Sunday, April 19, 2004

(San Juan, Embarkation/Debarkation Day)


Another great example of not-quite-understood English aboard ship. I swear (to quote Dave Barry) I am not making this up . . . this came to us in an official ship-wide email; "You cooperation is greatly appreciated, sorry for the incontinence."

This morning is raining, but sunny. The view of the island is gorgeous. There are clouds behind us, so I don't know how long the rain will last. Last night is the first time that it has rained since I have been aboard, however it only rained for about 15 minutes and I didn't see it. By the time I came back out on deck, it was perfectly clear again, and the only reason that I knew that it had rained was that everything was wet. Our cruise was delayed leaving San Juan last night by TWO HOURS because a plane flight bringing passengers was delayed. On one hand, it seems funny to delay a ship this big and 4,000 people just for another few passengers. On the other, I can't possibly imagine the disappointment of purchasing a cruise and plane tickets to San Juan (after taking a week off work), just to get to the pier and have the ship be gone. It is good that they wait; it would be a bummer to be standing on the pier without even a hotel reservation.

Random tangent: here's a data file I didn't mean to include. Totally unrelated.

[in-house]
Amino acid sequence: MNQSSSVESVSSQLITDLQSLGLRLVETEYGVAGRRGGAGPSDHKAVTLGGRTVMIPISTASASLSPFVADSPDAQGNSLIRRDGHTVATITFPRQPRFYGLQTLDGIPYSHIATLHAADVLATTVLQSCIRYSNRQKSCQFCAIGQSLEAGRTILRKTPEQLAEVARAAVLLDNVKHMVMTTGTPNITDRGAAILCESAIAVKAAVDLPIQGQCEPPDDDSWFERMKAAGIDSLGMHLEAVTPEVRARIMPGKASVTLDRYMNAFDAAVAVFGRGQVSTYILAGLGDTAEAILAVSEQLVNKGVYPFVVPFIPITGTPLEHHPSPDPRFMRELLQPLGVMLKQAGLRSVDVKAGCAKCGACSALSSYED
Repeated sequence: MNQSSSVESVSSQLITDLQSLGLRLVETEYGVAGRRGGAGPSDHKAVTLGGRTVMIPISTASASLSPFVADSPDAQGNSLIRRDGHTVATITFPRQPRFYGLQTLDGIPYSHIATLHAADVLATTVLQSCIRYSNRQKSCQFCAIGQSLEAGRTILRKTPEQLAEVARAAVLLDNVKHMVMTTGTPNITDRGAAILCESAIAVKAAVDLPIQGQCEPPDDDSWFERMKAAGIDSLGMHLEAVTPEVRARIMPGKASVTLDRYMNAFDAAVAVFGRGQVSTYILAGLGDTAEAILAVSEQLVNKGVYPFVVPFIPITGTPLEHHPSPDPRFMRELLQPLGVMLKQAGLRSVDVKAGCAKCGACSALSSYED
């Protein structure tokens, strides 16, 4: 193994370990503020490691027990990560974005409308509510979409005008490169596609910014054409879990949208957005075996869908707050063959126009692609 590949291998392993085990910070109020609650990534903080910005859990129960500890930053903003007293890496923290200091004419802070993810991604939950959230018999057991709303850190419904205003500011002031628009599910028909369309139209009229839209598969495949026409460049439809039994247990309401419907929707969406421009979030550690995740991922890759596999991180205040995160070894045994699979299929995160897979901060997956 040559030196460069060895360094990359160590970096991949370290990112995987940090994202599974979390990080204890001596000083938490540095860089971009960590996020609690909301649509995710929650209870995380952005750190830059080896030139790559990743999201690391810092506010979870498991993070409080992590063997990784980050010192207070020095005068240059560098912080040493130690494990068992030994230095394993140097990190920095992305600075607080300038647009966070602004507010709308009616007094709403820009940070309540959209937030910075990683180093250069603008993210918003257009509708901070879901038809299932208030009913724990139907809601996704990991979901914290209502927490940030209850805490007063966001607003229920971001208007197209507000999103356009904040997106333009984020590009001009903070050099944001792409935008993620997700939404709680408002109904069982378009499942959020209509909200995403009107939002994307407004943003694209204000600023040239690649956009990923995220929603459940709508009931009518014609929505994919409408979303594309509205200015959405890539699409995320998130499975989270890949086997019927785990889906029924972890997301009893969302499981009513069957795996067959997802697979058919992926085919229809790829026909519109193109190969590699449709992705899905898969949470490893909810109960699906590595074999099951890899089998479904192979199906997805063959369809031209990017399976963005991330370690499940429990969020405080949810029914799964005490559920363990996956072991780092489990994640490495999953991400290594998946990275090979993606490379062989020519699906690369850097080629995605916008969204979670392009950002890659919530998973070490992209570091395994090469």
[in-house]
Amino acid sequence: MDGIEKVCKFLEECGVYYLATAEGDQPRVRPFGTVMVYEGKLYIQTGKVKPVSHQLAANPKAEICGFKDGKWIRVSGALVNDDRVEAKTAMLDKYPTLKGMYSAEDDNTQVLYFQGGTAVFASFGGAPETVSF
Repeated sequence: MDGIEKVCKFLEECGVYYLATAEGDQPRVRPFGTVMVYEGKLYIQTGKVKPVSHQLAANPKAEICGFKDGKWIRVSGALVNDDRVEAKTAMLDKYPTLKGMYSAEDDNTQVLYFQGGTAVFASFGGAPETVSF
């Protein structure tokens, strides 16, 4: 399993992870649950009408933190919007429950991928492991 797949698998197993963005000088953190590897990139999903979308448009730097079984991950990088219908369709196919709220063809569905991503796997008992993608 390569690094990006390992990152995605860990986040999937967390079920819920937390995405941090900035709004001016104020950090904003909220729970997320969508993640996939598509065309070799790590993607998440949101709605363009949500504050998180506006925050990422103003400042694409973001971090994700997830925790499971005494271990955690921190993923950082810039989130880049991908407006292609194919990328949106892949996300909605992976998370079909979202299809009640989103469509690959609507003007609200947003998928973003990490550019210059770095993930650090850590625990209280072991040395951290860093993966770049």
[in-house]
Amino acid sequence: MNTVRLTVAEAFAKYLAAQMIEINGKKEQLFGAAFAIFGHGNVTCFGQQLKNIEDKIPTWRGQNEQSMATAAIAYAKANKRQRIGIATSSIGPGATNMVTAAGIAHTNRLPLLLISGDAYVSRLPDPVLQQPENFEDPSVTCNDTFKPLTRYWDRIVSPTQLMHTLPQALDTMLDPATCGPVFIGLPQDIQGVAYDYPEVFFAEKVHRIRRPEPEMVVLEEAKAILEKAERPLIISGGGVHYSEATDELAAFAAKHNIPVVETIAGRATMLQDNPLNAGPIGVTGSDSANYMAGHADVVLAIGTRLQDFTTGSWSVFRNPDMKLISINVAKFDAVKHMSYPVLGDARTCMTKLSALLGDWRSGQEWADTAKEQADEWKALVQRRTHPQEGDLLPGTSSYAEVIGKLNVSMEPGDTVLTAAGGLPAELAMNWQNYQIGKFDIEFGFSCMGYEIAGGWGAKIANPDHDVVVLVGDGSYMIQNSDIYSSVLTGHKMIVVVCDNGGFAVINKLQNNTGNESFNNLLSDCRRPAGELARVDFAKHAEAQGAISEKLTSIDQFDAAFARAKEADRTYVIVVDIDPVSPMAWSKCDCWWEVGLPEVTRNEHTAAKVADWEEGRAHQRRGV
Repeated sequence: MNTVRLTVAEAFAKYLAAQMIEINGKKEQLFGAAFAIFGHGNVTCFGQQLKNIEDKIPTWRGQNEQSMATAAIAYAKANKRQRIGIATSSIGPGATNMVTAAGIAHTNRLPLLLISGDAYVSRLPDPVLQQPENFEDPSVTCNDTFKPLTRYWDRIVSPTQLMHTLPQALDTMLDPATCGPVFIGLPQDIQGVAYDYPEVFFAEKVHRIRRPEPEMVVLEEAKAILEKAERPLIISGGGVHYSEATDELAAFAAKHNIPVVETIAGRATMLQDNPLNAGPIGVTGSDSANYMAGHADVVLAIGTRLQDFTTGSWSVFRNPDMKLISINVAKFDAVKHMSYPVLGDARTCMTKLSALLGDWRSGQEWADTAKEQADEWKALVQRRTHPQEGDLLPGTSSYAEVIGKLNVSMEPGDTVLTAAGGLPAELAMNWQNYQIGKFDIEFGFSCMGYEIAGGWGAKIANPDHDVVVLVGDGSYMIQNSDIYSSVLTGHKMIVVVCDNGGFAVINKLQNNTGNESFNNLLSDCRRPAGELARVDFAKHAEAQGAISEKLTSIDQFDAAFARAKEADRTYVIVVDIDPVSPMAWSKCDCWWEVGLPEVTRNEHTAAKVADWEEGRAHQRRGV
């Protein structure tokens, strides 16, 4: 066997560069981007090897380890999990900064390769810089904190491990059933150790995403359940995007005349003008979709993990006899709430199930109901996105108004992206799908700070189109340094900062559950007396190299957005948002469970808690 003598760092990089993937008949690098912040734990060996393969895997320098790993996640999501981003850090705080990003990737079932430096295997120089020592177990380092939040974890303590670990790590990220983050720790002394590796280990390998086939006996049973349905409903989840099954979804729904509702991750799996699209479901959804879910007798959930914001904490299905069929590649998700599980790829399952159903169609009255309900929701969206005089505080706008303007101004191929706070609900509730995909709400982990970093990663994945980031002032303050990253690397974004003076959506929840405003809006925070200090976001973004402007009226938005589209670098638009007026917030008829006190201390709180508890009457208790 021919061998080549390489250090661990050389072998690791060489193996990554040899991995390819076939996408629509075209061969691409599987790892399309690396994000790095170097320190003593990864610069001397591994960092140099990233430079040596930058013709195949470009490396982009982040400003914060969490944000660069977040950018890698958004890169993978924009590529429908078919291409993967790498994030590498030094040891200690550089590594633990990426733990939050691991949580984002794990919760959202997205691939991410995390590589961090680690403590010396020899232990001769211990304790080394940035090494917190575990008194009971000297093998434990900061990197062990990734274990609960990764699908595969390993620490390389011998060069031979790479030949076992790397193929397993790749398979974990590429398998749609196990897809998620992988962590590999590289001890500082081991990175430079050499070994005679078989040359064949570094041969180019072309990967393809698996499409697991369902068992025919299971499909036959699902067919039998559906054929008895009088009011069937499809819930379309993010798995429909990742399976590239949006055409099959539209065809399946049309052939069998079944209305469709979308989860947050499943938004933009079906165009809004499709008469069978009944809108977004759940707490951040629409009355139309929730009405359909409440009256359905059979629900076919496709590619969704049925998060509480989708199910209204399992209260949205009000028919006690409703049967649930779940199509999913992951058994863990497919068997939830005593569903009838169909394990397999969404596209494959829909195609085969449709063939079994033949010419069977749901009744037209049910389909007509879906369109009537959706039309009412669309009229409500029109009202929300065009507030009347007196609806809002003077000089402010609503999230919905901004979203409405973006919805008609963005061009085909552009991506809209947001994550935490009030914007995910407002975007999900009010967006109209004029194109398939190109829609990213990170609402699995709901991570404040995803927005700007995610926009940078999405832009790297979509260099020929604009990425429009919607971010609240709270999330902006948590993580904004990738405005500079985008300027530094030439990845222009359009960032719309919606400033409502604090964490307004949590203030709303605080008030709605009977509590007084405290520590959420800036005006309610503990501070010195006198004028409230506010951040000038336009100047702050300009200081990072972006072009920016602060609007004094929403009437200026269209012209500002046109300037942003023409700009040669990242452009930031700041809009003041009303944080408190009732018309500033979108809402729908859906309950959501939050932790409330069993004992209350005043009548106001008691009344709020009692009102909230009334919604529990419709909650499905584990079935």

Of course, I wouldn't be opposed to a week in San Juan, it looks really cool. The amount of history in it is fantastic. There is a gigantic wall that weaves throughout the city from when it was a military stronghold. It is called "El Morrow," and is 140 feet tall and 20 feet thick in places. There is then a stronghold off of that, called "Castillo de San Cristóbal," which is 150 feet high and covers 27 acres. It has 5 separate modular units, each of which is completely self-sufficient and can be closed off to the rest and connected by moats and tunnels. It is pretty impressive, considering it was all built completely by hand nearly 400 years ago. San Juan is the second-oldest city in all of the Americas, and by far the oldest city under US control. Here are some rather poor pictures of the wall at night as we are leaving.